Sitting in front of me a woman, accompanied by two others, slowly reached inside her bag and pulled out a top with the words “Pa’lante Comandate,” (“Forward Comandante”) emblazoned across the front, – the sleeves were ripped and so was the neckline. She began to pull it over the t-shirt she was already wearing.
“I wear it like this cos I’m a lakra,” she told me laughing. “Lakra,” “delinquent” or a “blemish,” just one of the many words that has been given new meaning by the revolutionary cultural groups over the past few years, and is now used to refer to someone with style or attitude.
After the top came the cap and then the Chavez “Heart of my Homeland” earrings.
“You going the Miraflores Palace?” I asked, somewhat redundantly.
“Of course,” she said, “It’s already packed-out”.
Five minutes later and a sudden cry of jubilation went up from a group to my right. At first people were a little unsure of what the cheer was about, and looked at each other hesitantly; there was something that differentiated it from the cheers and songs of just a few moments ago. Then it dawned on everyone. Chavez had won, and another cheer, even bigger this time, rang out throughout the metro, giving way to a chorus of “Chavez isn’t going”. It was a bizarre way to find out the election results, a simple wordless cry, a strange type of non-linguistic communication, because it was true that no-one had actually uttered the words “Chavez has won” but nonetheless everyone seemed to know it.
All of a sudden, the atmosphere changed in the metro. Something in the tone of peoples’ voices; the same chants that they sang just a few minutes ago became electrified, their walk became a determined march get to the Miraflores Palace.
The road that links the centre of the city to the palace was quite simply mayhem. Thousands of people in Chavez t-shirts sang, danced, drank, talked to complete strangers, waved flags and dodged the hundreds of motorcyclists with their faces covered in red flags who weaved their way through the crowd.
“Look at us, we are the marginalised people, and we have won the elections for the third time,” cried a man to my right.
It was evident that every single person there felt the victory as deeply as if it were their own; “Chavez is the people,” as the saying goes. There was also a huge sense of being alive during a historic moment, of being right, smack bang in the epicentre of a revolution unfolding. Sure, it was a revolution that had been beaten around a bit, that had taken some blows, but it was still there in all its glory, in the sheer energy of the people on the street.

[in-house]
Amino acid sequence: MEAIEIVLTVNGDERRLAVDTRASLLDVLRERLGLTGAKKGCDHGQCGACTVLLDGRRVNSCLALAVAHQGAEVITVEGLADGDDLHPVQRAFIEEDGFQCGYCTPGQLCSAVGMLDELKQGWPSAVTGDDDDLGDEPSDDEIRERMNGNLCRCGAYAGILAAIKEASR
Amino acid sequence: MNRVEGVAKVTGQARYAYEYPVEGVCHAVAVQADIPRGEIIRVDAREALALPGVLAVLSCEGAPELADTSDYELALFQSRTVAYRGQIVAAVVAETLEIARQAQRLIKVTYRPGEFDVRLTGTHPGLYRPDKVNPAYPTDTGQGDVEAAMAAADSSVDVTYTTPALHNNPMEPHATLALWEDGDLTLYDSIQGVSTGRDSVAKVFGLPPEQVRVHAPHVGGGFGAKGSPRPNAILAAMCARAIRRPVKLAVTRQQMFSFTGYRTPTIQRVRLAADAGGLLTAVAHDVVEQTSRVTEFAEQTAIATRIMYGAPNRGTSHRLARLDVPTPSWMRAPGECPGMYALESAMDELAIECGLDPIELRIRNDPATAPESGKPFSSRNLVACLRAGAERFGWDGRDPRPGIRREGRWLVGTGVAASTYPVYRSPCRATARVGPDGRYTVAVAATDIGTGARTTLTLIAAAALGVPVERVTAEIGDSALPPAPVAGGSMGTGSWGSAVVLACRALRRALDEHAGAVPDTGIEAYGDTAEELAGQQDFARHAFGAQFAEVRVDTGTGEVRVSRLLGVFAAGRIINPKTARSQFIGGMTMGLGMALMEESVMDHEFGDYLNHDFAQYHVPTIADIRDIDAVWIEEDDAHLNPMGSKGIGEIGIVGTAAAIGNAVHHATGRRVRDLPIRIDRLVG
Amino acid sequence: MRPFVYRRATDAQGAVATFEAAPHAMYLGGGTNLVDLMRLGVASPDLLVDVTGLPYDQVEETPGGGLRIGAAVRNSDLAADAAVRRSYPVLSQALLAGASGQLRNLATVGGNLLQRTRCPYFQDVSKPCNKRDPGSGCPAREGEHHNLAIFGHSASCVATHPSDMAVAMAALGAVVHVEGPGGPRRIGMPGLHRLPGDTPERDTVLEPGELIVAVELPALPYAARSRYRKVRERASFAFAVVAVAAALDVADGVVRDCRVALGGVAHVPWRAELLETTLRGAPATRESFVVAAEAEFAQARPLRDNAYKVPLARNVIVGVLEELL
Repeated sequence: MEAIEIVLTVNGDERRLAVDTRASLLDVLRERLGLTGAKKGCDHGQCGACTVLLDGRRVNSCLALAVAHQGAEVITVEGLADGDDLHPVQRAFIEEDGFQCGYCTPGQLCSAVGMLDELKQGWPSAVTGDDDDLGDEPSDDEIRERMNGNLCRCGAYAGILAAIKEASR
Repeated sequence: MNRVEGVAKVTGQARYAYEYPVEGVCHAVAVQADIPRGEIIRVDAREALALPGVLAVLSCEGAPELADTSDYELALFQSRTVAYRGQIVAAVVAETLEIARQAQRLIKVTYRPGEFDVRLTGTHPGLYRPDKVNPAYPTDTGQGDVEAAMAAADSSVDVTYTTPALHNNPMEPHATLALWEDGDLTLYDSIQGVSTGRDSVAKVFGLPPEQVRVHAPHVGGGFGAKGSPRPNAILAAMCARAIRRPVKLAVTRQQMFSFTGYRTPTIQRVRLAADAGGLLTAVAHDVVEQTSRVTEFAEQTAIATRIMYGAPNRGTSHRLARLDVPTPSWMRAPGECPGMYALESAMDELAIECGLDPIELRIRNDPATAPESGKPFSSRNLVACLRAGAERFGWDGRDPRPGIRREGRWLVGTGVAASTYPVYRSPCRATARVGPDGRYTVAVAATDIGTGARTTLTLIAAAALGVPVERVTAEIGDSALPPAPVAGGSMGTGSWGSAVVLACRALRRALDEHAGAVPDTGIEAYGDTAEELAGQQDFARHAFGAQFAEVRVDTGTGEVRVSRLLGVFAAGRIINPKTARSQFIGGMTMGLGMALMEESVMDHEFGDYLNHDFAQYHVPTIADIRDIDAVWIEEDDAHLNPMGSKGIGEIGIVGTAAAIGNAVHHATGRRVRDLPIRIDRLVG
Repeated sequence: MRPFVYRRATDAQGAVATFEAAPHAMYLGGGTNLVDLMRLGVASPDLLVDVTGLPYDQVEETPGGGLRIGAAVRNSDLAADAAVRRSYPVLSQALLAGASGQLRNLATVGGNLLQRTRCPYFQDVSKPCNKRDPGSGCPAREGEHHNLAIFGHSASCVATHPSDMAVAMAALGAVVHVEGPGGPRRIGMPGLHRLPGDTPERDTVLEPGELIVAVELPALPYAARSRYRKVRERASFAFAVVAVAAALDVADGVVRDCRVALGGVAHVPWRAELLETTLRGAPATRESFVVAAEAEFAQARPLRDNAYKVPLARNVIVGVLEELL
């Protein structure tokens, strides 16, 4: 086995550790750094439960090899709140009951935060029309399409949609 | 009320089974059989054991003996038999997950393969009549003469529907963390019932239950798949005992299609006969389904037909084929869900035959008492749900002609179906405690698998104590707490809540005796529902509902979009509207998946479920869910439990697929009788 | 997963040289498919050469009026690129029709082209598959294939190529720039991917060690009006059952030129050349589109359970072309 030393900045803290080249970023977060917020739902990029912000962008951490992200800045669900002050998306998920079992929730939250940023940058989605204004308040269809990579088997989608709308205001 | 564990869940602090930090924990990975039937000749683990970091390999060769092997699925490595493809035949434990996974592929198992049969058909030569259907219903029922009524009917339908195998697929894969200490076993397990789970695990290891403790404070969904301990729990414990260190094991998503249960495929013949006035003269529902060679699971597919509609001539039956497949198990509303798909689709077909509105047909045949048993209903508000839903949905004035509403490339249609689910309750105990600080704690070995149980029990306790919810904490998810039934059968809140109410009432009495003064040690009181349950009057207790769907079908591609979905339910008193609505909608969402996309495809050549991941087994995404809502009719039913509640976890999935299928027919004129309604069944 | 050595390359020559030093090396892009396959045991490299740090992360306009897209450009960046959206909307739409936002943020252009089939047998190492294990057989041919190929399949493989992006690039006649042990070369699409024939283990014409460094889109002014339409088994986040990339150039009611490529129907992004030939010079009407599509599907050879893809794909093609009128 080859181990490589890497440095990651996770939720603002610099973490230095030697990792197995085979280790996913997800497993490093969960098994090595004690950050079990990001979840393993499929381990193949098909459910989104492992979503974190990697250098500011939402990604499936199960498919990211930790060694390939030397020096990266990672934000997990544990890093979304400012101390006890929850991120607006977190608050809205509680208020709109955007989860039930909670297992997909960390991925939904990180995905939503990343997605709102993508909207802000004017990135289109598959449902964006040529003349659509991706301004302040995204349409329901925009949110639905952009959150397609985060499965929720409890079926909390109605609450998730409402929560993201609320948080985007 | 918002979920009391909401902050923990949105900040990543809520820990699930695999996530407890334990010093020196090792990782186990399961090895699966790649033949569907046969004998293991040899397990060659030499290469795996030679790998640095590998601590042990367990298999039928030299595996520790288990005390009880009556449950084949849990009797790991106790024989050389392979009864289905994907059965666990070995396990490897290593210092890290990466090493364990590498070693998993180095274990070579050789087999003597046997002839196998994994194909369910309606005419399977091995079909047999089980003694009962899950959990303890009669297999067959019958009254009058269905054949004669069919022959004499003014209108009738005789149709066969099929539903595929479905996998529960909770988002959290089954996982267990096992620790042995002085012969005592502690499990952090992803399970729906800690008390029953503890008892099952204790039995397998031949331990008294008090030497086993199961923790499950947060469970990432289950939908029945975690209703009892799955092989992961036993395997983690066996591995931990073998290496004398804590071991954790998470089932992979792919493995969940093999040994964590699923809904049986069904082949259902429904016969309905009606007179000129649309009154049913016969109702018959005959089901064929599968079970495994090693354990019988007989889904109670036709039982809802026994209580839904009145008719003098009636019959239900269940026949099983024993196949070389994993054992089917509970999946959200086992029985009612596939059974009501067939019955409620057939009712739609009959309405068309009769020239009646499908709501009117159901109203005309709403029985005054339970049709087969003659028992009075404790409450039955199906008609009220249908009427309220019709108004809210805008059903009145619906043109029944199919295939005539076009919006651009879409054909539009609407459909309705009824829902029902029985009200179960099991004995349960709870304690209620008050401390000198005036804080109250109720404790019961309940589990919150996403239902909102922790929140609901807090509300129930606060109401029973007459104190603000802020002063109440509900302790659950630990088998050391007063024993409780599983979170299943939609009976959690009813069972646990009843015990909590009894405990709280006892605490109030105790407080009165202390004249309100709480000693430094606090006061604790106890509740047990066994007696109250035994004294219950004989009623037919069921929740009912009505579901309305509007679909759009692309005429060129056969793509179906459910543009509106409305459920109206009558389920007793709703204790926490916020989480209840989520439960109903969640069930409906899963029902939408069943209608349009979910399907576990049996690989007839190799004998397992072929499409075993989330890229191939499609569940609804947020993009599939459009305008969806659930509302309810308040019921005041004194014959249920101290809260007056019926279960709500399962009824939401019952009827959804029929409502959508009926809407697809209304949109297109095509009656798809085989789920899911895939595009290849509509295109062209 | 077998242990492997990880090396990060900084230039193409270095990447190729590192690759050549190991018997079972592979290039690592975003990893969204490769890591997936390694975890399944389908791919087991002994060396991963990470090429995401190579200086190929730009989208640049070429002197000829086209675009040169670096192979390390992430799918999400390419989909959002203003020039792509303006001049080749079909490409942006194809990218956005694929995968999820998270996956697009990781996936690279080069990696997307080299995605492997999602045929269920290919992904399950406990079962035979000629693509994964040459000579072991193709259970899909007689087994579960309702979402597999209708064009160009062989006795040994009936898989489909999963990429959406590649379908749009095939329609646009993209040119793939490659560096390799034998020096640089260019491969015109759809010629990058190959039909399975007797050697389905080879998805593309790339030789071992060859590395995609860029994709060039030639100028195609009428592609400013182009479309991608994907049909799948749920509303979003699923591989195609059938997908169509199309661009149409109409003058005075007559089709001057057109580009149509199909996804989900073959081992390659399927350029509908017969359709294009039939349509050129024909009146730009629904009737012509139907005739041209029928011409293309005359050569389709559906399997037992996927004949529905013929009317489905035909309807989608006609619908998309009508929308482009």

I imagine there will be plenty of time to analyse the results of the elections in the coming weeks, to talk about voter participation (a stunning 81%), the amount of votes that Chavez won by (over 1,600,000), and what all this means for the revolution. In fact, commentaries in the press have already begun to emerge, and many Venezuelan community groups met yesterday to do an initial analysis. Yet sometimes official figures can obscure the nuances of a country’s political and social equation. What is certain from the crowd outside Miraflores on Sunday, however, is that in Venezuela there are millions of people who believe in this process of revolutionary change, who not only voted for it, but who are also out on the streets because of it, ready to fight for it, no matter what the next six years may bring.
Rachael Boothroyd is from Liverpool, England, where she has been involved in both the anti-war movement and the student movement; as well as in other initiatives aimed at constructing a viable electoral political alternative in her home country. She has a degree in Modern Foreign Languages and a Masters degree in Latin American studies, in which she concentrated on popular movements in Haiti and Venezuela. She is now working towards a PhD at the University of Liverpool and her current work focuses on the transformation of the State apparatus in Venezuela. She writes for both Venezuelanalysis and Venezuelan newspaper Correo del Orinoco. Her interests include; alternative models of democracy such as the communes and workers control councils, Latin American-US relations, the Venezuelan women’s movement and State-society relations. She is also involved with grassroots movements in Caracas, particularly the Commune movement.